|Seen above is a screen capture of a Facebook posting by Cho Kuk, senior presidential secretary for civil affairs. In the message posted Monday, Cho expressed regret over Japanese Prime Minister Shinzo Abe's recent remarks that Seoul and Tokyo settled their historical compensation issues in their 1965 normalization of ties treaty. Cho said the argument contradicts a South Korean court ruling last October which ordered Japanese companies to compensate surviving victims of forced labor. Screen capture from Cho Kuk's Facebook page|
By Lee Min-hyung
|Cho Kuk, senior presidential secretary for civil affairs, makes his way to attend a meeting with President Moon Jae-in and other secretaries at Cheong Wa Dae, Monday. Yonhap|
"It is not proper to advocate Japan's assertion at a time when Korea's legitimacy and judicial power are under attack by Japan, which nullified South Korea's sovereignty in the past," Cho Kuk, senior presidential secretary for civil affairs, wrote in a Facebook post.
The remark came hours after Japanese Prime Minister Shinzo Abe reiterated his position that the compensation issue was settled under a 1965 treaty that normalized the bilateral relationship, after his party won the majority of seats in the upper house election, Sunday.
Japan has been angered by the South Korean court's recent rulings. In response, Tokyo imposed export restrictions on three key materials vital to South Korea's high-tech manufacturing industry. But the basic seeds of the trade friction between the neighboring countries date back to Japan's history of conquest over the entire Korean Peninsula for more than three decades.
"The core principles of a democratic society are opposition parties, media and scholars, you name it, whatever, if they want to criticize court rulings and governments, simply, they can do so. Anyone can criticize without fear of retaliation. In 2019, South Korea has a higher freedom of press index than the United States and Japan," Cho wrote.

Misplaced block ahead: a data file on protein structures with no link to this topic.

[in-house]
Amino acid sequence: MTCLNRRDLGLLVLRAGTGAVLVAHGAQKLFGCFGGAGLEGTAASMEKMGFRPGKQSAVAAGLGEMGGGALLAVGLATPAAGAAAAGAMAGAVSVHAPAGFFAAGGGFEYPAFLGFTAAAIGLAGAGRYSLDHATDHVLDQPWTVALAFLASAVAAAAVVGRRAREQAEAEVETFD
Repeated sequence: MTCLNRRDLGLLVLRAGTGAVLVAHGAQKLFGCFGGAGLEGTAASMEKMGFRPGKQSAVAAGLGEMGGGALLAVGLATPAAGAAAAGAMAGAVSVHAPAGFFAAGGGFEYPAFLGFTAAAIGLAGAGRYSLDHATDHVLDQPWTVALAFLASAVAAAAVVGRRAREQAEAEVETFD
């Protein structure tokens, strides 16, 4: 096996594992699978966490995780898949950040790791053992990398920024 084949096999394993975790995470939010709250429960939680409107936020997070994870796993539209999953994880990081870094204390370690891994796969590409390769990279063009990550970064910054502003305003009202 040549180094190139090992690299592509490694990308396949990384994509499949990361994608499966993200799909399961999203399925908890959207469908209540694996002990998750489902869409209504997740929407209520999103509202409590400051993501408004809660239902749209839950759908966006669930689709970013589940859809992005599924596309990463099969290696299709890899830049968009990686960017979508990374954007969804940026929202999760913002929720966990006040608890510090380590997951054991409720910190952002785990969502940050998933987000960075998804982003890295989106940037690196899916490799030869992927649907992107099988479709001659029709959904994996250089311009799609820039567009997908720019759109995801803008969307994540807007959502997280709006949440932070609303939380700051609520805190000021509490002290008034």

Abe said Tokyo won't hold "constructive negotiations" with Seoul unless South Korea comes up with an "appropriate answer" regarding historical issues.
Cho was calling for the public and politicians here to stop engaging in unnecessary internal conflicts by siding with Tokyo's claims. "We have to counter Japan. This isn't a partisan issue or an issue to just express public sentiment."
"Some Korean politicians and media outlets are condemning the court decision, which doesn't make any sense, even if the rapprochement came as part of their freedom of speech," Cheong Wa Dae vice spokesperson Ko Min-jung told reporters in a regular briefing.
Cho is considered one of the top confidants of President Moon Jae-in. Cheong Wa Dae said the presidential office isn't in a position to comment on Cho's Facebook remarks as the remarks expressed are Cho's own.
At the presidential house, Cho is at the forefront in criticizing what Seoul views as "Japan's one-sided economic retaliation." Starting from last Thursday, he has uploaded a series of social media posts centered on denouncing Japan's economic retaliation.
On Sunday, he stressed the need for the public to support the Moon administration in the ongoing diplomatic battle against Japan. Cheong Wa Dae said it will bring the trade retaliation issue to the World Trade Organization (WTO) General Council which is meeting for two days from July 23.
"The best-case scenario is for the two countries to reach a swift diplomatic agreement over the issue before the WTO ruling," Cho said. "The Moon administration is also making efforts toward that end, but we also need support from the public to keep fighting (against Japan) legally and diplomatically."